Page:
Follow the money trail is an old adage, which would almost always lead us to the right answers when events look murky and when we are trying to rationalize the actions of various players in the Great Middle East game. This is a multi variable, multi player game where players are presented with various conflicting scenarios and have to weigh the pros and cons, advantages and disadvantages emanating from their actions and the laws of unintended consequences apply to every action. This live game of life never presents us with crystal clear choices cast in either white or black. Grey is the dominant theme and both white and black are shades of grey.
So let's pin down the various shades of grey visible so far:
- The USA has seemingly boxed itself into a corner by drawing an imaginary red line in the sand when it comes to the usage of chemical weapons by Syria. It has been dared to follow through on its warnings now that the incidence of chemical weapons usage has been established. However, what has not been conclusively established is the question which should be logically asked next…who are the perpetrators of this dastardly attack on innocent civilians. Why would the Syrians unleash a chemical attack on civilians when they know that it can invite serious retributions from the Americans, especially when the Assad regime is slowly but steadily already winning the civil war raging in the country. Putin had recently questioned the assumption that Assad was behind the chemical attacks but what else can we expect of him? Strategically, a chemical attack blamed on Assad that forces the Americans to adhere to their red line and enlarges the Syrian conflict benefits multiple players. Propaganda and counter propaganda offensives are being unleashed to tilt the balance in the court of public opinion public opinion - (saudis-supplied rebels with chemical weapons/168135/). The picture gets murkier by the day. A likely scenario of what happened could involve a limited Syrian chemical strike, authorized by a local commander, which went wrong, but who knows for sure?
- President Obama has been smart and politically brilliant in lobbing the ball back into the court of U.S. Congress by seeking its approval for use of force by the mighty U.S. military. What had looked to be an almost certain limited surgical strike by the USA over the weekend has been pushed into the future. It is not even certain that Obama will follow through on the strikes in case he does not get the required permission from the Congress. He would have been most certainly pilloried by both the Republicans and the Democrats tired from long wars in the Gulf, had he gone ahead with the strikes. He would have been further crucified had there been unintended consequences with Syrians and Hezbollah rockets raining down on Israel resulting in deaths in Israel. His bluster, his talk and his moving of the U.S. naval fleet around Syria has achieved the purpose of clearly expressing the outrage U.S. has felt at the use of chemical weapons and yet has stopped just short of the crossing line. I believe a symbolic U.S. military action would follow in time but with Obama being cast as an earnest but reluctant warrior picking up cudgels on behalf of the rest of the world, which is itching to show its outrage at the killings of innocent civilians.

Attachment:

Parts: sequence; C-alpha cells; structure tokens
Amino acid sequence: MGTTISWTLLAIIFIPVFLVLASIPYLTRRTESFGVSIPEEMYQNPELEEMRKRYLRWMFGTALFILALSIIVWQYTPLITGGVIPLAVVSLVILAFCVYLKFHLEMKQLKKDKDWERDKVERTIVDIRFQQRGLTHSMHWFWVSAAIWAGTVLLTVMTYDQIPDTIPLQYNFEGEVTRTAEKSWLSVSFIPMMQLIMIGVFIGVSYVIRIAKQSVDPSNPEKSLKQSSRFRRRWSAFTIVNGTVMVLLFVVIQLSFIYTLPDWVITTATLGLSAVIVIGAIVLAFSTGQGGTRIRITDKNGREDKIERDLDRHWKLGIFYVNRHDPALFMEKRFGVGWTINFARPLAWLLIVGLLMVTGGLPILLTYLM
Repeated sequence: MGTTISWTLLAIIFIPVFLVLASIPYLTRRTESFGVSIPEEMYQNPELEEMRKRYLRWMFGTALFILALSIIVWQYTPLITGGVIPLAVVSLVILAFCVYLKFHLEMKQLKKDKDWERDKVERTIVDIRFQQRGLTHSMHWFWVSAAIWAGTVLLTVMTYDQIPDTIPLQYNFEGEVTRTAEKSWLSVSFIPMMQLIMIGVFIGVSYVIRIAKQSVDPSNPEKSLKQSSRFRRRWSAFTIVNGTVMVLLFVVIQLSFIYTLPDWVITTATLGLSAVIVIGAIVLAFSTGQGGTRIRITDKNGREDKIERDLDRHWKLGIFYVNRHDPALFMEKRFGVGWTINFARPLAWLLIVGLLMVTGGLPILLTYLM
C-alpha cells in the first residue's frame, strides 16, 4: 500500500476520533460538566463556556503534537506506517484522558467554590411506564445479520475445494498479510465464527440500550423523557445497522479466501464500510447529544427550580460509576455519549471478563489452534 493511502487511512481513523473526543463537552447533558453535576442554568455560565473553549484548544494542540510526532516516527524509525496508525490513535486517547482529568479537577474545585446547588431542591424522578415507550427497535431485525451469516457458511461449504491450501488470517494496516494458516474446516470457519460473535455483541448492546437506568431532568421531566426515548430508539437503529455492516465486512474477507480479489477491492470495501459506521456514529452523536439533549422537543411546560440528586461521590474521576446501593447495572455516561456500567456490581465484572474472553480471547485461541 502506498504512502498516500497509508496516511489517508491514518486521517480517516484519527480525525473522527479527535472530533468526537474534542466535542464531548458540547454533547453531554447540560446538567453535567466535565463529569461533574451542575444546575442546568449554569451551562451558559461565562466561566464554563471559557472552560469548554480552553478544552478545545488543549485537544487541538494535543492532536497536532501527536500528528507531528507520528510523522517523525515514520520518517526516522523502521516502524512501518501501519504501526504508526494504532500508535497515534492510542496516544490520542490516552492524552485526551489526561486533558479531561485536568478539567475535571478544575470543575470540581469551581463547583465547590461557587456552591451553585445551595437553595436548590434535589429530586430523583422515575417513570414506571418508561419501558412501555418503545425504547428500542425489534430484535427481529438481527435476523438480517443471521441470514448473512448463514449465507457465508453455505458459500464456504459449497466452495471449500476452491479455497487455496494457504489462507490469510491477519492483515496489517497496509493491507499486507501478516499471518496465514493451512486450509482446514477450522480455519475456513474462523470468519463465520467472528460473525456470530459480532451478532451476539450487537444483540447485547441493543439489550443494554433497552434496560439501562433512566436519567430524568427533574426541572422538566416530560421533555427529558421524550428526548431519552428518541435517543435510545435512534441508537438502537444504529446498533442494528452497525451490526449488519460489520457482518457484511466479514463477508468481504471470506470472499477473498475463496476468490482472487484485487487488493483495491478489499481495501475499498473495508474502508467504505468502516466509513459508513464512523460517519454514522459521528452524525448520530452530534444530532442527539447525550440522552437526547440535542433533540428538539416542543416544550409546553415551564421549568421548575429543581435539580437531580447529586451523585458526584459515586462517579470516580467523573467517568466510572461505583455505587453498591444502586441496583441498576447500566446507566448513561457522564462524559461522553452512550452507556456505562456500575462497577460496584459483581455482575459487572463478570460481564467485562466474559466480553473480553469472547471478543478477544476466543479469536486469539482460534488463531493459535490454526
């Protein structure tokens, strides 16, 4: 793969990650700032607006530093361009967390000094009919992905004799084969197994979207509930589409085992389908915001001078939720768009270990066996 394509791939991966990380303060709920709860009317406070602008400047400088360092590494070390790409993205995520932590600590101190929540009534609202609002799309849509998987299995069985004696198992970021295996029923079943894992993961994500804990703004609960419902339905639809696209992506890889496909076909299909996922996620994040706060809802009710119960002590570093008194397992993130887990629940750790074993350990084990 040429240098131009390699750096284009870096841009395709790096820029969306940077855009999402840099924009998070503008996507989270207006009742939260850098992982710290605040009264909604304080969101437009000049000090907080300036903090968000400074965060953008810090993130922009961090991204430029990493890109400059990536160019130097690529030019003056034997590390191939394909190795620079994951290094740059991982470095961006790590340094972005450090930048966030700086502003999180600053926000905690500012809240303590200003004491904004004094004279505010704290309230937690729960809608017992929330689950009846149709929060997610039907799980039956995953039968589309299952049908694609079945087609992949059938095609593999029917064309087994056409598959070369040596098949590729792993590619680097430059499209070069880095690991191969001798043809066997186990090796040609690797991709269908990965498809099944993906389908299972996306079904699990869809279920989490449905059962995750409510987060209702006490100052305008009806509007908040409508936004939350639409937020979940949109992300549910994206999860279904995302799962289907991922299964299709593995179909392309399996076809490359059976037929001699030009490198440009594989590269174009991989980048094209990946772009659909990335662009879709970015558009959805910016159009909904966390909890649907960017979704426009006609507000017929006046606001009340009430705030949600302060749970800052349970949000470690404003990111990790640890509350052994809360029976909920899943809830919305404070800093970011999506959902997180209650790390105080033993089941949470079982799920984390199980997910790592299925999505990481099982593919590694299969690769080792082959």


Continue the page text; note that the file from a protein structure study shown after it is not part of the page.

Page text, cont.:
- France has shown its reluctance to be the lone wolf trying to fire missiles when it implies being out alone against a Syrian regime backed by the Russians. UK Parliament's thumbing down the strikes has mortally wounded Britain's standing as an aging empire with some bite behind the bark. Saudis have been forced in the open exhorting the Gulf Council to lend support to U.S. strikes. Aside from minor inconveniences at being laughed at by those portraying the U.S. retreat as signs of a diminishing appetite in the U.S. for another war, Obama's action has forced all interested parties to up their game and openly plead for a U.S. intervention. It actually has served to reinforce the role of the USA as the only power capable of significant military intervention anywhere in the world. Upsides far outweigh the minor loss of face for the Americans.
- Israel would have loved to have the U.S. fire a few volleys as a signal to Iran where another red line drawn by Obama awaits its fate as Iranian centrifuges continue to run their course enriching Uranium to weapons grade potential. Had the U.S. gone ahead with the weekend strike, the retaliation would have been the devastation caused by rockets raining down on Jewish settlements. Assuming the efficacy of anti rocket defenses that Israel has covering the skies over Jerusalem, Israel would have hoped to contain the damage to an acceptable level. The gains in the court of international opinion, appalled at the site of innocent Israelis suffering at the hands of their enemies, would have made up for the limited losses suffered by them.
Washington Post (August 27th): Syrian ethnic composition